Former CEO and chair of now defunct investment company Baugur Group Jón Ásgeir Jóhannesson was yesterday ordered to pay ISK 62 million (USD 252,000, EUR 490,000) for extensive violation of the tax law by the Supreme Court of Iceland.
Jón Ásgeir. Photo: Páll Stefánsson/Iceland Review.
Jón Ásgeir, his sister and business associate Kristín Jóhannesdóttir and Tryggvi Jónsson, former CEO of Baugar, were also handed suspended sentences, 12, three and 18 months, respectively, as reported by ruv.is.
Tryggvi was ordered to pay ISK 32 million in fines.
The charges are extensive and go back as far as 1998, the year Baugur was founded. Jón Ásgeir and Tryggvi were sentenced for having failed to report some of their taxable income at Baugur, including those received in the form of life insurance premiums and car allowances.
Kristín, who was managing director of the family-owned investment company Gaumur, was convicted for having overestimated the loss of the company.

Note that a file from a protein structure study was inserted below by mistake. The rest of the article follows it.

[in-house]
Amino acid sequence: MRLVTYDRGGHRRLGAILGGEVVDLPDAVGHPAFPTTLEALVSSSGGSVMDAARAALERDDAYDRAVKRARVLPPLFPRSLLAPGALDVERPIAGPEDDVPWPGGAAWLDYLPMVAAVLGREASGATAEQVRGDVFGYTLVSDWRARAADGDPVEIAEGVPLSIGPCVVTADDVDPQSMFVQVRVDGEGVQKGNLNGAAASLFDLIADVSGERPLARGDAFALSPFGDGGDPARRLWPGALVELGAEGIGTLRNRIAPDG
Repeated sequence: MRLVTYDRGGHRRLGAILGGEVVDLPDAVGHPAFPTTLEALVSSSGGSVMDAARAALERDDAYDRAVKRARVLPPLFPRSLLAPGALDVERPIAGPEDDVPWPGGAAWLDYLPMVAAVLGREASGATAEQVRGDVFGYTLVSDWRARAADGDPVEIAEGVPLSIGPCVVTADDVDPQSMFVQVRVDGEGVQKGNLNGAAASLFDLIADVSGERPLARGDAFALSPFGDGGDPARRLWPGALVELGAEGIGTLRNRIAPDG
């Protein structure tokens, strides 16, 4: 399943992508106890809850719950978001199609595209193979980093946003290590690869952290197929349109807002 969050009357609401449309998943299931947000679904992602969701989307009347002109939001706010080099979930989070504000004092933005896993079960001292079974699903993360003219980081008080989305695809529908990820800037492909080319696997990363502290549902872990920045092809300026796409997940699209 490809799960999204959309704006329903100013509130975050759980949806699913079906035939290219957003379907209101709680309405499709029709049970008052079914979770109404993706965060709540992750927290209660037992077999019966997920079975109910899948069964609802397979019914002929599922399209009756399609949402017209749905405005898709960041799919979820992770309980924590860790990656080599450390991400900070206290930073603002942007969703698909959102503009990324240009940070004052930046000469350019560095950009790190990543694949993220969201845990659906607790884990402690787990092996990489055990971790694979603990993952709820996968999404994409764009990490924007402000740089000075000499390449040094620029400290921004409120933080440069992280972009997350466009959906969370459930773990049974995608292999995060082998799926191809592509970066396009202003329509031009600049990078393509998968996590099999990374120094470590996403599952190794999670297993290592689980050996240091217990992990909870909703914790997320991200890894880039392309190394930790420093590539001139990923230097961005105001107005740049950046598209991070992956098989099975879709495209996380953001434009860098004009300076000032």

Jón Ásgeir announced in Fréttablaðið that they would take the case to the European Court of Human Rights, describing the 11-year trial against Baugur as emotional wrath against individuals and companies. “No big crime was found and no one is going to prison. The prosecution’s fiasco has cost society hundreds of millions of krónur which will never be returned.”
In other news, the Office of the Special Prosecutor has charged former CEO of Glitnir Bank Bjarni Ármannsson with major tax evasion between 2006 and 2008, as confirmed by ruv.is on Monday.
Bjarni said in a statement that due to a mistake the taxable income in question was not reported to tax authorities. When he found out about the mistake, he paid the taxes he had originally failed to pay with premium, Bjarni reasoned, adding that he is therefore surprised about the charge.
Click here to read more about the Baugur Case.